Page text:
Man-made climate change is supercharging natural weather events to bring scorching heatwaves across Asia, Europe and North America that could make 2023 the hottest year on record. records, say scientists.
Here experts explain how warming will occur in 2023, warning that these record temperatures will worsen even if humans drastically cut emissions of the gases that warm the planet.
El Nino and others
After a record hot summer in 2022, this year the Pacific warming phenomenon known as El Nino is back, warming the oceans.
“This may have provided additional warmth to the North Atlantic, although since the El Nino event has only just begun, this is likely only a small part of the effect,” Robert Rohde of the US temperature monitoring group Berkeley Earth wrote in a analysis.
The group estimates that there is an 81-percent chance that 2023 will be the warmest year since thermometer records began in the mid-19th century.
Dust and sulfur
The warming of the Atlantic may also be exacerbated by the reduction of two substances that normally reflect sunlight from the oceans: the dust that blows in the Sahara desert and the sulfur aerosol from the shipping of fuel.
Rohde’s analysis of temperatures in the North Atlantic region noted “unusually low levels of dust coming from the Sahara in recent months.”
This is due to unusually weak Atlantic trade winds, said Karsten Haustein of Germany’s federal Climate Service Center.
Meanwhile new shipping restrictions in 2020 lower toxic sulfur emissions. “This does not explain all of the current spike in the North Atlantic, but may have increased its severity,” Rohde said.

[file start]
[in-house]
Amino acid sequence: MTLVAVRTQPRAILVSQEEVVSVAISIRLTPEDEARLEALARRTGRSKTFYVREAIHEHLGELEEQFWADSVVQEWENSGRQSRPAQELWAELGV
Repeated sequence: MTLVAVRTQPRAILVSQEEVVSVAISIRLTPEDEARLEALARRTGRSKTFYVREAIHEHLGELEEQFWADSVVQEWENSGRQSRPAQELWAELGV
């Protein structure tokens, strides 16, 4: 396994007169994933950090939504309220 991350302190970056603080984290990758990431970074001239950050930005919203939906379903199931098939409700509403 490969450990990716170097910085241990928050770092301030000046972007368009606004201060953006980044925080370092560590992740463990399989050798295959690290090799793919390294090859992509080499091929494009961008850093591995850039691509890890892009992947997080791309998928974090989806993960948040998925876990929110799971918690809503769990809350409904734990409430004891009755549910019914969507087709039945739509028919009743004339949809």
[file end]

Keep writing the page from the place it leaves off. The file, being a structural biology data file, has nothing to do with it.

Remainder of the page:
Warming oceans affect weather patterns on land, triggering heat waves and droughts in some areas and hurricanes in others. A warmer atmosphere will absorb moisture and dump it elsewhere, said Richard Allan, professor of climate science at the University of Reading.
Scientists highlight the length and intensity of ongoing anticyclone systems that bring heatwaves.
“Where stagnant high-pressure areas persist over the continents, air sinks and warms, melting clouds, causing intense summer sunlight to warm the earth, warming the land and air in above,” with heatwaves that have “set the area” for weeks, Allan said.
In Europe, “the warm air pushing in from Africa remains in place today, with high pressure conditions which mean that the heat of the warm sea, land and air continues to build,” added Hannah Cloke, a climate scientist at the University of Reading.
The role of climate change
Scientists at the Intergovernmental Panel on Climate Change (IPCC) said in their global summary report this year that climate change is making deadly heat waves “more frequent and more severe in most regions of the earth since 1950s”.
This month’s heatwaves are “not one event but several movements at the same time,” said Robert Vautard, director of France’s Pierre-Simon Laplace climate institute. “But they are all reinforced by one factor: climate change.”
Higher global temperatures make heat waves longer and more severe. Despite being the primary driver, climate change is a variable that humans can influence by reducing emissions from fossil fuels.
“We have moved from the usual and well-known natural oscillations of the climate into unchartered and more extreme territory,” said Melissa Lazenby, senior lecturer in climate change at the University of Sussex.
“However, we have the ability to reduce our human influence on climate and weather and not create more severe and lasting heatwaves.”
Berkeley Earth warns the current El Nino will warm the Earth by 2024.
The IPCC says heatwaves risk becoming more frequent and severe, even if governments can limit climate change by reducing countries’ greenhouse gas emissions.
“This is just the beginning,” said Simon Lewis, chair of global change science at University College London.
“Deep, rapid and sustained cuts in carbon emissions to net zero will halt warming, but humanity will have to adapt to more severe heatwaves in the future.”
© 2023 AFP
Citation: What makes 2023 likely to be the hottest year on record (2023, July 18) retrieved 18 July 2023 from https://phys.org/news/2023-07-hottest-year.html
This document is subject to copyright. Except for any fair dealing for the purpose of private study or research, no part may be reproduced without written permission. Content is provided for informational purposes only.